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Wednesday, October 5, 2022
Letter: Too many cars descending on Old Town. We need a shuttle
Letter to the editor.
Letter to the editor.
Dear editor:
I have not read every word of the 168-page detailed and well thought-out proposed transportation master plan prepared by Stantec Inc.
However, unlike some residents in town, I don’t recall any mention of widening the already exceptionally wide Charlotte Street, which was paved and a sidewalk placed along its entire length from Niagara Street to John Street in the 1990s.
I very much hope that Charlotte Street will be signposted as the way from East and West Line to the heritage district.
I certainly always drive that route rather than the convoluted routing taking one down Niagara Street, then a sharp right onto Rye Street, then a left onto Cottage which takes one to the stop sign at King where one turns right.
However, on a recent weekend, I was going to see someone on Rye so I took that route and witnessed a distressing situation involving a family.
As I approached Rye Street, there were cars parked on either side of Niagara Street, forcing me and a family on bicycles into the opposite lane.
The father was on a tandem bicycle with a young daughter while the mother and a son followed on their own bikes.
As we approached the turn onto Rye, the father was looking nervously ahead and behind at the traffic.
I so wished there had been a sign at Charlotte indicating that it led to the historic district so the family could have zipped down to the paved path on the Commons on either Charlotte Street itself or the adjacent sidewalk without even one stop sign to hold them up.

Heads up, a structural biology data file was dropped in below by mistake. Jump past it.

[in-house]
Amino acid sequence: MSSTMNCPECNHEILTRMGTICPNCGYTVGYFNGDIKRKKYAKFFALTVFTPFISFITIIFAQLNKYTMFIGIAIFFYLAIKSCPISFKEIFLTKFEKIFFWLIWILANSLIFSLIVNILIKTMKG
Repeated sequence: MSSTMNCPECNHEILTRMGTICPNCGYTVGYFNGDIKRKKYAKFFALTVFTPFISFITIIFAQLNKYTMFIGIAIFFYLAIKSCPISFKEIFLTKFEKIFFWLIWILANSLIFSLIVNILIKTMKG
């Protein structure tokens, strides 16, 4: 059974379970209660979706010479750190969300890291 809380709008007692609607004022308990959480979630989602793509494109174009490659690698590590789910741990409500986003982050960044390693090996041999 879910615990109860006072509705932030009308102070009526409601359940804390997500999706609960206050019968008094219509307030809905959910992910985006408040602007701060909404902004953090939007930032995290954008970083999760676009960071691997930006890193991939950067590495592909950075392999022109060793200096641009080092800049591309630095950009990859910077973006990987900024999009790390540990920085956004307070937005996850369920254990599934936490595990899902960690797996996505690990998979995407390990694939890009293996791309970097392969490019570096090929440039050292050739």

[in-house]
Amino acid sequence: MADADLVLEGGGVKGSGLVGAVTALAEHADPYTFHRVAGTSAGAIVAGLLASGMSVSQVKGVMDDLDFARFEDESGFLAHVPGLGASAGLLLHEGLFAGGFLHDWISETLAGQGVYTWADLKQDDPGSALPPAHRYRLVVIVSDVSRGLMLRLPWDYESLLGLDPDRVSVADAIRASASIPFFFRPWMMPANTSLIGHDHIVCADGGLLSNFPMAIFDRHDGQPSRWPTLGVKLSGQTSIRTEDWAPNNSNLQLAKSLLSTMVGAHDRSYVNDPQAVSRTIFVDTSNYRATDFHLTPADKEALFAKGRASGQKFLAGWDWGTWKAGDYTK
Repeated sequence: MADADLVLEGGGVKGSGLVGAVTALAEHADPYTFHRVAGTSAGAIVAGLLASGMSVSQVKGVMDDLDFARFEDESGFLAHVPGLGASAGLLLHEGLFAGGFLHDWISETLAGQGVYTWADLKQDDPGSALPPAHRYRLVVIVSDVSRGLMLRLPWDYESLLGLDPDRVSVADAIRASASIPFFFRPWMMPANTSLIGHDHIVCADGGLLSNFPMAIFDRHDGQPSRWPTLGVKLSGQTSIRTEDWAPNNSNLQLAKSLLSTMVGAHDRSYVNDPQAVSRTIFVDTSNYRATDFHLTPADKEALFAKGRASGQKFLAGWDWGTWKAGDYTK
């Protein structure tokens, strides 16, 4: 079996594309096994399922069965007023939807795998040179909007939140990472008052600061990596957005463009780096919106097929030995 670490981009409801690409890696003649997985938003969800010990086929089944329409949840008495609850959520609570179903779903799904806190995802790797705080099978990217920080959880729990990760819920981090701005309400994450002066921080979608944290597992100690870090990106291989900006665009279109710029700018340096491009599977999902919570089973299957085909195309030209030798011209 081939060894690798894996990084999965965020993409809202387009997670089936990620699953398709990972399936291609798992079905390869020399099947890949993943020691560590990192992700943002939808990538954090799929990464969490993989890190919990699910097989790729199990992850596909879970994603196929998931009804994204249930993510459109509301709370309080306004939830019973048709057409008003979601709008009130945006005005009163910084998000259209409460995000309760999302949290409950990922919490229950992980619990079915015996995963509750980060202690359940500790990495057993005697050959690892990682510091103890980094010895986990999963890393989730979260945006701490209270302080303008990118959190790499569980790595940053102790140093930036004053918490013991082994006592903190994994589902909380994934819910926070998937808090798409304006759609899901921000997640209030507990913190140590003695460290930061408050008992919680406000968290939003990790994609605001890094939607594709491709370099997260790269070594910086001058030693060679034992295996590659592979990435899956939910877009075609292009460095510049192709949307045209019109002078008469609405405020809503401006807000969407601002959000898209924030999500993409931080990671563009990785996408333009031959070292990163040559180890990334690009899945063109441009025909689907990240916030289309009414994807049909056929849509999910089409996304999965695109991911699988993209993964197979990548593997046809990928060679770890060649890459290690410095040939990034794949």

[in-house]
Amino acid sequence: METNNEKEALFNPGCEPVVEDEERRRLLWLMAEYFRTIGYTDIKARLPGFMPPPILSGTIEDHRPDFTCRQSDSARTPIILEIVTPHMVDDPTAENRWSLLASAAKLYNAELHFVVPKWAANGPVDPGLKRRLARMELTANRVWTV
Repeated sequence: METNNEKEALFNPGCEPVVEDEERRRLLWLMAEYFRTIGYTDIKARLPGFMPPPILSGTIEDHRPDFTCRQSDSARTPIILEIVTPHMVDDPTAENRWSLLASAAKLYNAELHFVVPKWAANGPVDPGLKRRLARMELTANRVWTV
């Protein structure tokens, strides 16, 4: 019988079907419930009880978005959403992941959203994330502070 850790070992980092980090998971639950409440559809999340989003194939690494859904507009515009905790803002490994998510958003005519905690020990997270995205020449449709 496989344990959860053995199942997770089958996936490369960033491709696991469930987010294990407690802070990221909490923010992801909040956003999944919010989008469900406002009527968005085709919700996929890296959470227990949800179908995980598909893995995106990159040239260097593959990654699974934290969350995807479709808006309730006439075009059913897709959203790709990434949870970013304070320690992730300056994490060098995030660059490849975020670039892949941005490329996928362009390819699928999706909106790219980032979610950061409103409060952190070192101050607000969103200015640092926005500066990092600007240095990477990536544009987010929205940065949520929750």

I also wish that Zoom Bike Rentals had more children’s bikes so families wouldn’t be forced to rent extremely difficult-to-control tandem bikes.
I also failed to see any reference in the transportation plan to making the former hospital a parking garage
It would be a shame to tear down the brick building built in 1951 instead of using it as much-needed accessible housing.
I entirely agree that there are too many cars downtown and that is why in a long long letter to the town concerning the plan, I advocated for the town to provide free parking on the five acres of land it owns by the former high school and then provide a free shuttle into Old Town.
The shuttle would go along East and West Line to the Niagara Parkway and make stops by the Festival Theatre on Picton, the Royal George on Queen, and then return to the parking area by way of Niagara Stone Road.
As other residents have said the next master transplantation plan is Niagara-on-the-Lake’s last chance to avoid massive overdevelopment and this time the town had better get it right.
Elizabeth Masson